The second proposal, the creation of an innovation zone for Muessel Elementary and Marquette Montessori Academy.

"We're committed to doing Montessori better. However, when you look at the state's grades, it has four consecutive fs, the state is not going to allow us to continue to use resources on a school that doesn't perform," Cummings said.

The state has 5 options for schools that are failing. The innovation zone was just one of the options South Bend picked.

"An innovation zone resets that grade," he said. "We think that to fix a Montessori and get it off of the state's F list, that we need a little bit of flexibility that the innovation school provides.”

But becoming an innovation zone means union contracts are severed for teachers. 

"So teachers would reapply, but it would also give the leader of that building the flexibility to pay them more, pay for their certifications and their licenses. It would also pay for tutoring programs for after school programs," he said.

"If they are not going to be able to avail themselves of their union protections, I don't think that's appropriate," Kathryn Ball-Boruff, one mom of a Marquette student said.

It gives complete autonomy to school administration but some parents are worried the good thing they have going will be lost.

"The idea that somehow we're tethered to a failing school because of its test scores, that's ridiculous, and it's very, very offensive," she said. "The question is, you know when we've built this wonderful community, this thing that is giving a gift to the world, and we hear that, you know, we that children aren't able to shine their well, my child went there for six years, and my child is now at Adams in the IB, the pre-IB program, doing very, very well. So I do not believe it's not possible for our children just shine.”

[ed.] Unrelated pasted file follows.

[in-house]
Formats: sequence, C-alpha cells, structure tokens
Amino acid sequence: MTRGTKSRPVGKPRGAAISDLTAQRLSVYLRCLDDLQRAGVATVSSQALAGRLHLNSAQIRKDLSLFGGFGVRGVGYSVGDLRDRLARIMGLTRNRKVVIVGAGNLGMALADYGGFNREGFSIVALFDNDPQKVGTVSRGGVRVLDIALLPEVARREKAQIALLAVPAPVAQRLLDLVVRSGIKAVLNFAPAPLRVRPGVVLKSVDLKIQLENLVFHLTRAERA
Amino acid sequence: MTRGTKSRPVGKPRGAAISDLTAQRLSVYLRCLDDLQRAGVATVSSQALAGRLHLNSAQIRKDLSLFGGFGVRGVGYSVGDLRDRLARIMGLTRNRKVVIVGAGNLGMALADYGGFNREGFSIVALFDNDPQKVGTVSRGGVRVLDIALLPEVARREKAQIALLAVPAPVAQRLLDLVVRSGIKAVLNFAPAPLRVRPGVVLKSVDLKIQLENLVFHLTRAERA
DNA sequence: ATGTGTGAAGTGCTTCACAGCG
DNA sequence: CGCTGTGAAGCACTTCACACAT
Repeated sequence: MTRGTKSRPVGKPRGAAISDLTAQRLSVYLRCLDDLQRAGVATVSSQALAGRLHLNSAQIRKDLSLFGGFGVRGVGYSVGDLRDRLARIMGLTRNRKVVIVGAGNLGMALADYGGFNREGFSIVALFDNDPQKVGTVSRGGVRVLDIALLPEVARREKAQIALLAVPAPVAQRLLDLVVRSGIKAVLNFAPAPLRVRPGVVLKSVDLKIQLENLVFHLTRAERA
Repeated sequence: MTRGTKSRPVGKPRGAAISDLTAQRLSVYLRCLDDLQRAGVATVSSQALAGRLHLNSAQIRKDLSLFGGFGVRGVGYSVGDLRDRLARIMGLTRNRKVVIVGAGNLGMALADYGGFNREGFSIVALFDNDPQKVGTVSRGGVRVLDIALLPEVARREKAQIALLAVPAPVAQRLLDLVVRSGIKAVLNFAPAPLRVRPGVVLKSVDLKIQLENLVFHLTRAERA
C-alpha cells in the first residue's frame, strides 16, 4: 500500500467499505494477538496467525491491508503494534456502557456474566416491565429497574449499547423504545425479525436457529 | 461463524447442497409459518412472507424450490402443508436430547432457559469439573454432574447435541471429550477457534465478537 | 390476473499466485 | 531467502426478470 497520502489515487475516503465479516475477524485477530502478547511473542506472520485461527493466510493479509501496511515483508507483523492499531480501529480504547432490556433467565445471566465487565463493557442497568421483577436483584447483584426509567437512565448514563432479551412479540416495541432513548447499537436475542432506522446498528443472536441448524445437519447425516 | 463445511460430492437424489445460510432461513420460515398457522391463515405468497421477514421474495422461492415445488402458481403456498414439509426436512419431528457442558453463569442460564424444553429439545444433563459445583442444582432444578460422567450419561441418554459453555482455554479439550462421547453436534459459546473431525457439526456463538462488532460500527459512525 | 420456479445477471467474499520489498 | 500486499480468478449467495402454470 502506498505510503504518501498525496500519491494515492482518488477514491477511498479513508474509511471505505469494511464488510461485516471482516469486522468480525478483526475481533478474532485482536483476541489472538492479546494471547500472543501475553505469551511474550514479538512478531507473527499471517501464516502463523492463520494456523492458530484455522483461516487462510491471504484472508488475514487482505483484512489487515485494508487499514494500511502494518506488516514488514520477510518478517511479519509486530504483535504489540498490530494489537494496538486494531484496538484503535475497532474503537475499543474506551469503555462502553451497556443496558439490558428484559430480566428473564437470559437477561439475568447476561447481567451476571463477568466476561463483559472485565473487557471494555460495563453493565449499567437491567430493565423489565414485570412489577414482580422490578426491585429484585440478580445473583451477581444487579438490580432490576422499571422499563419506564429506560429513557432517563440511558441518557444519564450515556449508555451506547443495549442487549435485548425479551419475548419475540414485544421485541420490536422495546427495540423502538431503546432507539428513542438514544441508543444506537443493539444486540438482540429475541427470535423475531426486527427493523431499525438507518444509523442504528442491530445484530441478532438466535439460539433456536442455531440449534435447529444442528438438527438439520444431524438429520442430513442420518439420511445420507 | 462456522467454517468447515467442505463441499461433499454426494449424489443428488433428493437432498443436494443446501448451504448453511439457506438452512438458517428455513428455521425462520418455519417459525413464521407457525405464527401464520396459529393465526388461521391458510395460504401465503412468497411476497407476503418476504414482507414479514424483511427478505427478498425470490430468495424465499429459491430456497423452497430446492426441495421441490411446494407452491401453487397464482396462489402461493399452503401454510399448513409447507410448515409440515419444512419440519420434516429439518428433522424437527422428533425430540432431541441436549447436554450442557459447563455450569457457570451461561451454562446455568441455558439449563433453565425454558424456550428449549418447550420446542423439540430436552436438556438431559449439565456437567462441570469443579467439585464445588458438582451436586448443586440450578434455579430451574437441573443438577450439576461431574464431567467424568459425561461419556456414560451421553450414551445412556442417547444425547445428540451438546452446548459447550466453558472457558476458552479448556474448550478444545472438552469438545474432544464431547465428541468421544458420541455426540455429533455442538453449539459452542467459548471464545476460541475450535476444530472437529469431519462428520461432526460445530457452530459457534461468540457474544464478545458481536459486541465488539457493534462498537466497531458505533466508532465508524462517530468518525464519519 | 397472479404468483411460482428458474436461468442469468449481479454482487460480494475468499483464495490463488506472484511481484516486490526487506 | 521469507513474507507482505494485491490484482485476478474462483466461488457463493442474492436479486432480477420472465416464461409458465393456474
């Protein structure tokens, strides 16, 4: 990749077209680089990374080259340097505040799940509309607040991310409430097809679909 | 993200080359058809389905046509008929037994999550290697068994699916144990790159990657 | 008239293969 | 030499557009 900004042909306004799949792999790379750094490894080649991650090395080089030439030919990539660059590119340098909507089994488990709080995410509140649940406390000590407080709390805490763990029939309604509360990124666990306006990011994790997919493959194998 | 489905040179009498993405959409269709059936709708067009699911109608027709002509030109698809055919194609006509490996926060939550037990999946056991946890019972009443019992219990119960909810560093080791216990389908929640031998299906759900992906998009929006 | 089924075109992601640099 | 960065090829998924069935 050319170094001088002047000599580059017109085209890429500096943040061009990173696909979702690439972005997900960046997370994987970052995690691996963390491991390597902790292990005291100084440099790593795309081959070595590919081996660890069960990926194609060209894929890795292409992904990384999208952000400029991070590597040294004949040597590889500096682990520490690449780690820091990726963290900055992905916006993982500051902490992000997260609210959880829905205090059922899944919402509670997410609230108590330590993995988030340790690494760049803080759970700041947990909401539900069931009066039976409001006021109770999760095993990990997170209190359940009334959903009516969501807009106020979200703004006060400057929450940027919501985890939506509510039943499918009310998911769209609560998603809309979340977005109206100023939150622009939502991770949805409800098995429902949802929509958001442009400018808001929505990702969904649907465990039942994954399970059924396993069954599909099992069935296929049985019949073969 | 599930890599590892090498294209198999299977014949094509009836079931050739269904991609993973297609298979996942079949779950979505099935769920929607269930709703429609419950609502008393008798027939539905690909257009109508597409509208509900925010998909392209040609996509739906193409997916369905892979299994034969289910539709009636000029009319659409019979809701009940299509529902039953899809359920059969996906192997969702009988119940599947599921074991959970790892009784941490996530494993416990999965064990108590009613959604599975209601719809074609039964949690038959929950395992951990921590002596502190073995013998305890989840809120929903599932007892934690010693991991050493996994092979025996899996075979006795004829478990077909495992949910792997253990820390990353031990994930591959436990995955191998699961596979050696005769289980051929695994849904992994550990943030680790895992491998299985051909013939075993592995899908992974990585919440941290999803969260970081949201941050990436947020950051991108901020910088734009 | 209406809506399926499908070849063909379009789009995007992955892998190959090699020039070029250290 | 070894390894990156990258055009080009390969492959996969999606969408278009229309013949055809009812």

"Marquette Montessori, that's a wonderful program. People love that program. They love that school, it's not about dismantling that school, it's about making that school better. So you improve it. So that's ultimately the goal," Anella said.

The third proposal, which still has some time to be discussed, would possibly restructure middle and high schools for the 2022-2023 school year.

Options considered include moving 6th through 12th graders in the same building, changing an existing vocational center or closing a school down altogether.

"So we're going to take next year, and we're going to ask the community what they want to do with our high schools. Our last resort is closure," Cummings said.

The three proposals, just the next step for the district to achieve its main goals to run efficiently, perform well and save the corporation a ton of money.

In fact, closing Hay and Tarkington Elementary could save the district upwards of $4.5 million long-term.

"There probably will be changes in the district. And how exactly that look looks? I won't speculate. But we're going to continue those discussions. And at some point, some decisions will have to be made," Anella said.

For information on virtual info sessions with South Bend School Administration as well as when board votes will be, go to our website at, got to News, and click The Learning Curve tab.